As more cities and states reopen businesses after COVID-19 shutdowns, public health experts say their recovery efforts could hinge on how leaders address health inequities and the systemic issues that cause them.
Marginalized and underserved communities throughout the country have been greatly impacted by the COVID-19 pandemic. A recent report from the Centers for Disease Control and Prevention tracking COVID-19 activity in 14 states found African Americans made up 33% of hospitalized coronavirus cases despite accounting for only 18% of the total population in those areas.
The disproportionately high share of both COVID-19 cases and deaths among minority groups follows a familiar disparity pattern found for other health conditions. The coronavirus disparities have amplified public health experts' call to address healthcare access and outcomes issues.
"If we want to be able to address these inequities in both the response and recovery, I think we first need to acknowledge that there are underlying structural issues that are driving these differences," said Giridhar Mallya, senior policy officer at the Robert Wood Johnson Foundation.
In terms of a pandemic response, Mallya said states need better data on cases, hospitalizations and deaths based on race, ethnicity, gender and income status to understand where to allocate resources like testing kits and healthcare personnel.
States have ramped up efforts to provide more demographic information on COVID-19 case and death totals. As of April 27, six states do not include race and ethnicity within their case reporting, according to the National Academy for State Health Policy. An analysis conducted by the COVID Tracking Project found that 30 states reported race and ethnicity in their COVID case figures back on April 15.
"A lot of this targeting should have happened from the start, but now we have a chance to do it with the continued response and recovery," Mallya said.
Denise Brooks-Williams, senior vice president and CEO of Henry Ford Health System's North Market, said the system was leveraging many of its existing population health management initiatives to ensure the pandemic response also focused on addressing heath equity.
Last week, Brooks-Williams was appointed to Michigan Gov. Gretchen Whitmer's Task Force on Racial Disparities in COVID-19, which was created to address the state's high prevalence of cases and deaths among African American residents. Black residents of Michigan make up more than 13% of the population yet account for 40% of COVID-19 related deaths, according to data from the state's health department.
A key objective of both the task force and Henry Ford is to target and provide primary-care access to areas in need of such services.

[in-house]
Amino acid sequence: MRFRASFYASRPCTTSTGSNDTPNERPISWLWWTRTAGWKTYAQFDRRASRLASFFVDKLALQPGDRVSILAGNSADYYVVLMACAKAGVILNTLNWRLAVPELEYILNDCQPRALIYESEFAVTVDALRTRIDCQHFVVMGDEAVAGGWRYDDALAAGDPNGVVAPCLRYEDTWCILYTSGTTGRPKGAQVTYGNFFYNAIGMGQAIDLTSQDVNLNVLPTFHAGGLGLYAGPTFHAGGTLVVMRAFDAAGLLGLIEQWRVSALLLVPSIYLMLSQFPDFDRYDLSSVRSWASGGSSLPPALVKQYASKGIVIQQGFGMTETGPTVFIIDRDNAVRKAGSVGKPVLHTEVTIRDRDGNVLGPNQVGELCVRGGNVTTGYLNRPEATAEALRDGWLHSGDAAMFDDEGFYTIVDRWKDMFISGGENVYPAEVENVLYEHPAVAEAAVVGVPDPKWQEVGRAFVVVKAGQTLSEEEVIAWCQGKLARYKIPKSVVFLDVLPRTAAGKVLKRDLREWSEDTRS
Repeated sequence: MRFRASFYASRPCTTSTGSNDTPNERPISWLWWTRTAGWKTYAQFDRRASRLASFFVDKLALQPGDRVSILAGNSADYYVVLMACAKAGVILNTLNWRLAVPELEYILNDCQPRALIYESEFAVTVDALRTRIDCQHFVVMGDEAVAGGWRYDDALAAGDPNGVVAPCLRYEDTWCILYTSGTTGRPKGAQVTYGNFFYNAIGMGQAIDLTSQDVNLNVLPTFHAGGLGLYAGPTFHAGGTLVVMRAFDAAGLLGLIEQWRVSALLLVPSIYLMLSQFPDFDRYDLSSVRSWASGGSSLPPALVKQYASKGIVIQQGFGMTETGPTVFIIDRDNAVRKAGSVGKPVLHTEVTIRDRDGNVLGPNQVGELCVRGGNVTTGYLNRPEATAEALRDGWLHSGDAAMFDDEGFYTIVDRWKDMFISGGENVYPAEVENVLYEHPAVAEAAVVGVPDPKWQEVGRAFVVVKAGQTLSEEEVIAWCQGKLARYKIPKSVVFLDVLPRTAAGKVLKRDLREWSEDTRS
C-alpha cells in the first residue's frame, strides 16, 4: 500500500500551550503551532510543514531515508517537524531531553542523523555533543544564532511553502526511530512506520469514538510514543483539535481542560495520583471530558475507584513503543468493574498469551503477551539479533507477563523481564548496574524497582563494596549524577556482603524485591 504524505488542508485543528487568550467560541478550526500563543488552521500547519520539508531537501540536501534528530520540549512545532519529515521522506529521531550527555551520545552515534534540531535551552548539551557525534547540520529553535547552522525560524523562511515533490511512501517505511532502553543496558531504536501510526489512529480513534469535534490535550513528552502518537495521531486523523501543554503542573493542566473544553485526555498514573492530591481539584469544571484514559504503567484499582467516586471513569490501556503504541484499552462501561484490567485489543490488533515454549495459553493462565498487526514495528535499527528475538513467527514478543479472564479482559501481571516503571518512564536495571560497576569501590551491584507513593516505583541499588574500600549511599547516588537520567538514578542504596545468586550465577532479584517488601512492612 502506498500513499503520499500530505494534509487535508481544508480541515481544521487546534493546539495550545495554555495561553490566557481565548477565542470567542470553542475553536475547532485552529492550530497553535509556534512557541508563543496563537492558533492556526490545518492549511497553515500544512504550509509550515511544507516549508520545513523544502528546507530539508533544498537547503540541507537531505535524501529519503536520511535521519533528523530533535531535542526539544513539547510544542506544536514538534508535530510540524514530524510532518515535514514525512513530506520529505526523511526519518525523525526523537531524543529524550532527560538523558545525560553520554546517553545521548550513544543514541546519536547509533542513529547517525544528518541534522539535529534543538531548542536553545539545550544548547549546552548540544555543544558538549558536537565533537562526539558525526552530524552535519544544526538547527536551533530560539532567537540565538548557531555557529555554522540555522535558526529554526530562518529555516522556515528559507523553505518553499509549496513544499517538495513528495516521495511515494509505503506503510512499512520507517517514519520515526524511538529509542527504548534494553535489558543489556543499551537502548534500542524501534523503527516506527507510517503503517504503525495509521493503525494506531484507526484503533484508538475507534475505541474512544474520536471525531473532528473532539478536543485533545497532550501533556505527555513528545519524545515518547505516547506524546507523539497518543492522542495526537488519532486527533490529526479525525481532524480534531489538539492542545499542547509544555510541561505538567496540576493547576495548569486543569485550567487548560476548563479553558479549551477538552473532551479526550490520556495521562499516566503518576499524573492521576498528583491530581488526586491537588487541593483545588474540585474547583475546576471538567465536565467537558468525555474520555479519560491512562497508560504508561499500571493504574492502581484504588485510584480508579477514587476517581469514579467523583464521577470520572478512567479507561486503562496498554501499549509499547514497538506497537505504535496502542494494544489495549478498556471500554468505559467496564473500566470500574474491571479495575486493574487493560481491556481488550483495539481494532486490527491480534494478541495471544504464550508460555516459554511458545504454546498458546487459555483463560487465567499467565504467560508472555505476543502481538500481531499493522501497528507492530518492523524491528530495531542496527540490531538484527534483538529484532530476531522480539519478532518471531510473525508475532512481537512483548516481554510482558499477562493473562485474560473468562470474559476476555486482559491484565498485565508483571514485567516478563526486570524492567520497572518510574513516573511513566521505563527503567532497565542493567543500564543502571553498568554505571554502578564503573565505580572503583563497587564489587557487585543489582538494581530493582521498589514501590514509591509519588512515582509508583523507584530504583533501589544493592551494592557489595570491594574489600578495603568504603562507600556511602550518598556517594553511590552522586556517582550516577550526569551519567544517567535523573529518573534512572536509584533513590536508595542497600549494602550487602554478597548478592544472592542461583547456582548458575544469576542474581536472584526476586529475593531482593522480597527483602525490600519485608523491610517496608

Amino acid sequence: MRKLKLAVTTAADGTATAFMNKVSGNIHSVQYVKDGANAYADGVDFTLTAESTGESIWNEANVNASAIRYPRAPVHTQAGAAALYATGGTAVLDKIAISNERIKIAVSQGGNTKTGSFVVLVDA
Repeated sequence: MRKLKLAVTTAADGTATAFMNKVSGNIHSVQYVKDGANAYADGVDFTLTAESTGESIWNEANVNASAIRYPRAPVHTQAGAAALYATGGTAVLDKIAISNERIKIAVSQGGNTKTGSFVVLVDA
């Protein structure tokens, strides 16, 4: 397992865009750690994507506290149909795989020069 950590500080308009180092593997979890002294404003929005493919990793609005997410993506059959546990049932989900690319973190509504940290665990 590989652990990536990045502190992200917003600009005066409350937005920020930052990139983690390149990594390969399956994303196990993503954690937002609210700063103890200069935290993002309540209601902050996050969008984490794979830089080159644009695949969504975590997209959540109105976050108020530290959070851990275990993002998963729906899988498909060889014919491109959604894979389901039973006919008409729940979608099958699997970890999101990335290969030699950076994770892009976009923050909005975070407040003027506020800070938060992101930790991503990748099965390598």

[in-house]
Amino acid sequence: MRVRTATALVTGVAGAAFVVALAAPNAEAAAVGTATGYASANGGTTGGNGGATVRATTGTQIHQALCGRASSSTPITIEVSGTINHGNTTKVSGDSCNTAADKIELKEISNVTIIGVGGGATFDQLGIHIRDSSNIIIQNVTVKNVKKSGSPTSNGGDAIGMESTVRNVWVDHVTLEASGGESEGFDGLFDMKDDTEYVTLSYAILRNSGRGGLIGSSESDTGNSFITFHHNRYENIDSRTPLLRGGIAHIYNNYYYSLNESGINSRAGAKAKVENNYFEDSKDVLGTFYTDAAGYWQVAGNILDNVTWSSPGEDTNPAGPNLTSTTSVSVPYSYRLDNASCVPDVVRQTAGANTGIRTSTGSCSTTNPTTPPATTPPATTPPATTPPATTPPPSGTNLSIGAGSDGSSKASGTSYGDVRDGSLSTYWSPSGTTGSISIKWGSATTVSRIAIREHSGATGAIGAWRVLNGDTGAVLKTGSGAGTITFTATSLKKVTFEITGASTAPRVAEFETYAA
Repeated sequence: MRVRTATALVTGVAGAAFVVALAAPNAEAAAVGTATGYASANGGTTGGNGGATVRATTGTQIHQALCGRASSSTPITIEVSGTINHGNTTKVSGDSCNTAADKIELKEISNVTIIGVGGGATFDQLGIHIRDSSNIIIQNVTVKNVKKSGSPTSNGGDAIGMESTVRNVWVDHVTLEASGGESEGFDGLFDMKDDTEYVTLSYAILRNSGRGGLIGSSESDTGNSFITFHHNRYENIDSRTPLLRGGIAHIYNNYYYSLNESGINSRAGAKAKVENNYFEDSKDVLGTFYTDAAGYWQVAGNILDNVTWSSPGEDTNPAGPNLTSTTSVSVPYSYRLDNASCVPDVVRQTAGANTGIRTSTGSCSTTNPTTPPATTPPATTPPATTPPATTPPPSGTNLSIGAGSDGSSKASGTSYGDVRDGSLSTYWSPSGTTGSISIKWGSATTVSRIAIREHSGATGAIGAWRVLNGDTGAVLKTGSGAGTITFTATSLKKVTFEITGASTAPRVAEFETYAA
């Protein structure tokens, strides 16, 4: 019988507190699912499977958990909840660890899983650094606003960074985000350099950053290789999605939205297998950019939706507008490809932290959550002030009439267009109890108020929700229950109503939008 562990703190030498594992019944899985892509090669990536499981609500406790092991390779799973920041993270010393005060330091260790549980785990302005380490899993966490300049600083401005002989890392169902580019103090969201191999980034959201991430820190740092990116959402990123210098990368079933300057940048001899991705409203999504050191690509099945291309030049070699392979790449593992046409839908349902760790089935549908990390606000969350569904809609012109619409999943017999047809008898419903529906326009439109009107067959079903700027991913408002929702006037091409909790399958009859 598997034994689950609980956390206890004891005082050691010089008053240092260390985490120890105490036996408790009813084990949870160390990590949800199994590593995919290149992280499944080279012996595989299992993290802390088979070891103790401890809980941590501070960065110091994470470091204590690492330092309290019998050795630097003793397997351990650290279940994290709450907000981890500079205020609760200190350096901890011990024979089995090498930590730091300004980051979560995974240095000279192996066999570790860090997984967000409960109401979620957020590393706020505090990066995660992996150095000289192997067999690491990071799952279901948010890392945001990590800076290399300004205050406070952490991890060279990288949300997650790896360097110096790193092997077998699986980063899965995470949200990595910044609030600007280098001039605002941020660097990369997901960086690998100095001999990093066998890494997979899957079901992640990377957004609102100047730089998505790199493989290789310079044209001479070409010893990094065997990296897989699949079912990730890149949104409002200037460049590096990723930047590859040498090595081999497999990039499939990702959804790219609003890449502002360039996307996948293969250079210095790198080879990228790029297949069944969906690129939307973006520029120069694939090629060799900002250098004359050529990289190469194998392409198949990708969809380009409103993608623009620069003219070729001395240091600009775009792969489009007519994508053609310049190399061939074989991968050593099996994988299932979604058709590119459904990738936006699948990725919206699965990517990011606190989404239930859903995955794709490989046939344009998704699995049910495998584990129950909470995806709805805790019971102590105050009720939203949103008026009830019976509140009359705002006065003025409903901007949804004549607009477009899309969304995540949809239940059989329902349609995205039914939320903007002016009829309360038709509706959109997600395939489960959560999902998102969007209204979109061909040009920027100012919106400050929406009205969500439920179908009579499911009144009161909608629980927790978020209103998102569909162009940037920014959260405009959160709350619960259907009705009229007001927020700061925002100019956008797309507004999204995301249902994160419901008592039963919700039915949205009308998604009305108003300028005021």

Brooks-Williams said the group has begun work on creating a database to locate areas that lack primary-care services and developing lists of available providers to strengthen clinical connections for residents.
"If we have a second wave (of COVID-19), the chronic conditions that are in the community will be better managed and will hopefully mean people will have better outcomes if in fact they were to be infected," Brooks-Williams said.
As focus on the pandemic shifts from response to recovery efforts, Allison Hoffman, a professor at the University of Pennsylvania Carey Law School, said there needs to be a discussion on how providers and regulators can make more structural changes to the health system to shore up the medical and social safety net.
Lawmakers and leaders must also address expanding healthcare coverage, which was problematic even before the pandemic with 30 million uninsured. Hoffman said that should be a priority for the 15 states that haven't expanded Medicaid to all adults earning up to 138% of the federal poverty level. She recommended the federal government could also make it easier for people to sign up for coverage through the health insurance exchange.
"If you think about the health insurance part, there's a lot of different policies that would need to happen to make sure people have access to the medical care they need," Hoffman said.
But a larger issue is addressing the social factors that are often associated to poorer health outcomes among more economically vulnerable communities.
"Our failure to create things like housing security and food security and economic security for people makes them vulnerable in all kinds of situations," Hoffman said. "I'm hopeful we'll see even more interest in weaving in the health implications of social policies across the board going forward."